Investing is a hands-off experience at Fundrise. You can invest in private real estate investment trusts or property funds, known as eFunds.
>> Prefer to own property? Check out Roofstock Vs Fundrise
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What Is Betterment?
Among robo-advisors, Betterment is the stand out leader with tens of billions of dollars in assets under management.
It features two service levels: Betterment Digital and Betterment Premium.
Betterment Digital is a pure robo-advisor that relies on computer algorithms to automate investment management, and costs 0.25% of assets annually.
Betterment Premium is the higher tier service that costs 0.40% of assets managed. It includes all the benefits of Betterment Digital plus access to human advice from Chartered Financial Professionals.
What Is Fundrise?
Fundrise is an online real estate company that enables investors to buy a share of residential and commercial properties.
By pooling their money together, investors can earn a passive income from properties that may otherwise be out of reach.
Unlike some real estate crowdfunding platforms that cater to accredited investors only (those with $200,000 in income over two consecutive years or $1,000,000 net worth), Fundrise makes real estate accessible to the ordinary Joe or Jane Investor.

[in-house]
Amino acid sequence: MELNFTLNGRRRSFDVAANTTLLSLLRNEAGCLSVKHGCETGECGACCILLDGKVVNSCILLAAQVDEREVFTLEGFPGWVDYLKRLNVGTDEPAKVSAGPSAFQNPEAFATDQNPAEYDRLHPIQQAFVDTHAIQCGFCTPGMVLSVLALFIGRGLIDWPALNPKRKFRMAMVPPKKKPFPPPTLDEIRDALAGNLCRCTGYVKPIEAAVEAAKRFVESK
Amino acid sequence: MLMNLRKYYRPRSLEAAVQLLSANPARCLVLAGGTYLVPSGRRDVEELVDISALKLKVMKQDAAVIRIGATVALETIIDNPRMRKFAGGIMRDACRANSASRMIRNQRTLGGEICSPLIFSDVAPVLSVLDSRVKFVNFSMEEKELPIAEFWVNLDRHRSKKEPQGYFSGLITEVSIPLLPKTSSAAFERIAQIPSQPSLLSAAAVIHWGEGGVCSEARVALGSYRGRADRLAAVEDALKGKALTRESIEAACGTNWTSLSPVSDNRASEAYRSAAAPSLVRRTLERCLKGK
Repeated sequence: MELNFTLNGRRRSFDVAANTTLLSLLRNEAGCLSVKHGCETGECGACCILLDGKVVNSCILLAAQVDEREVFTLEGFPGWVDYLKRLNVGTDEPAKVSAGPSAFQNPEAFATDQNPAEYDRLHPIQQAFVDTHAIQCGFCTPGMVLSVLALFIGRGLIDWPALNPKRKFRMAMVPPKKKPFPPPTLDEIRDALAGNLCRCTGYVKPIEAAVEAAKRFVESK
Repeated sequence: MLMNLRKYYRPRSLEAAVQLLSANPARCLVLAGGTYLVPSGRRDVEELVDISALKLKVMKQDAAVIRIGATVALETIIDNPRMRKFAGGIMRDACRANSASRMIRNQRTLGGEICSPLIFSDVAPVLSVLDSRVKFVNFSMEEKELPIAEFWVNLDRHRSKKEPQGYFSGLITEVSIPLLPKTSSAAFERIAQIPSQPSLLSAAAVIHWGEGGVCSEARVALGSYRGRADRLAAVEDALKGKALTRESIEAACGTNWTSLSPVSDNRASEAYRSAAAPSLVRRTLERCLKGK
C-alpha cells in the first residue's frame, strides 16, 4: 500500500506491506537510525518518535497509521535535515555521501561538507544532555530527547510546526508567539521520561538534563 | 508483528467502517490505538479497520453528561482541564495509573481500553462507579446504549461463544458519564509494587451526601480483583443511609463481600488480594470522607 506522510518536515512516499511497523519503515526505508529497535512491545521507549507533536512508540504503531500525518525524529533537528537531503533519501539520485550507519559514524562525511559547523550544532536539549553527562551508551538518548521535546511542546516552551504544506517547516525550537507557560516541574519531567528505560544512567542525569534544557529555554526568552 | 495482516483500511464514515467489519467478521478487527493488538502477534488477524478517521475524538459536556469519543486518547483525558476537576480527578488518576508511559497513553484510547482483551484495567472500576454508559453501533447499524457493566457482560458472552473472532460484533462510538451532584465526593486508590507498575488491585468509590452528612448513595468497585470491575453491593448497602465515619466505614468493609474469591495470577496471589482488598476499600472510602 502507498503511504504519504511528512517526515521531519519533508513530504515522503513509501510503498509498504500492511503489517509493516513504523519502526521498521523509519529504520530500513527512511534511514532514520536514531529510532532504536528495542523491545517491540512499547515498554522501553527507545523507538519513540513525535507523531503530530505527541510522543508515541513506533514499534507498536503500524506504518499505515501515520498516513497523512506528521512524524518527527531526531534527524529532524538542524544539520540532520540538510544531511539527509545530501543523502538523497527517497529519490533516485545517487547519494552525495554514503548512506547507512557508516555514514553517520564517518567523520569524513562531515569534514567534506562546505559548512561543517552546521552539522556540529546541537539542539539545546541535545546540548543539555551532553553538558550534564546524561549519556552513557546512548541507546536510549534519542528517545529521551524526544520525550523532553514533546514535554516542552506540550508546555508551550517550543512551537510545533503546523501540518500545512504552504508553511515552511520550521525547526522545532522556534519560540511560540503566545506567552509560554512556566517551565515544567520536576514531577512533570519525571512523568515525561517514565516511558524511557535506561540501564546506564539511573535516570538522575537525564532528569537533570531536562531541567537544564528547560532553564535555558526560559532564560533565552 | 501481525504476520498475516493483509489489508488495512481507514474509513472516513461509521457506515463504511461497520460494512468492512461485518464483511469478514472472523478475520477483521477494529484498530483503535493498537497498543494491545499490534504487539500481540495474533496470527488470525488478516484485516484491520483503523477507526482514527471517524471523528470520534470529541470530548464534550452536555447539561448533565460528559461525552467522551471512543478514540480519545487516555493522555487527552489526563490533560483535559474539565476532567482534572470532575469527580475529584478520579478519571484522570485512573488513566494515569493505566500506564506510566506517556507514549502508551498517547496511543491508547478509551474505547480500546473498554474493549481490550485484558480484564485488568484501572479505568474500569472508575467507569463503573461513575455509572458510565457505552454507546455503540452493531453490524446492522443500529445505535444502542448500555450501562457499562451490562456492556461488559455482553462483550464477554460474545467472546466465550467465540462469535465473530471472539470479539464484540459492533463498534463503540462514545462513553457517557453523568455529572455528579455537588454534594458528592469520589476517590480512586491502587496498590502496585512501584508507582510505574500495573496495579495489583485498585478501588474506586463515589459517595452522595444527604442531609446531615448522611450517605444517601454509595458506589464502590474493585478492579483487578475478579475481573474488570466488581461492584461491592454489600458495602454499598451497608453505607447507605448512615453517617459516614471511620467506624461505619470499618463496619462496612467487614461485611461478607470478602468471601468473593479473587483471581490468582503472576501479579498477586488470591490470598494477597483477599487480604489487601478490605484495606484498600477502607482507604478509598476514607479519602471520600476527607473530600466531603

Fundrise features two main products:
- eREITs, which are income-producing private real estate investment trusts
- eFunds, which pool investors’ money to buy and develop land and housing
Fundrise vs Betterment
The investment minimum to get started with Betterment Digital is $0.
Betterment Digital may be the entry-level service but it’s by no means a slouch when it comes to features, which include tax-loss harvesting, retirement tools, tax-coordinated portfolios, a charitable giving platform, and much more.
Betterment Premium has all the bells and whistles of the Digital service but access to human advice comes at a higher cost and features a higher minimum of $100,000.
The Fundrise investment minimum is comparatively low, just $500 → $1,000 depending on where you allocate your money.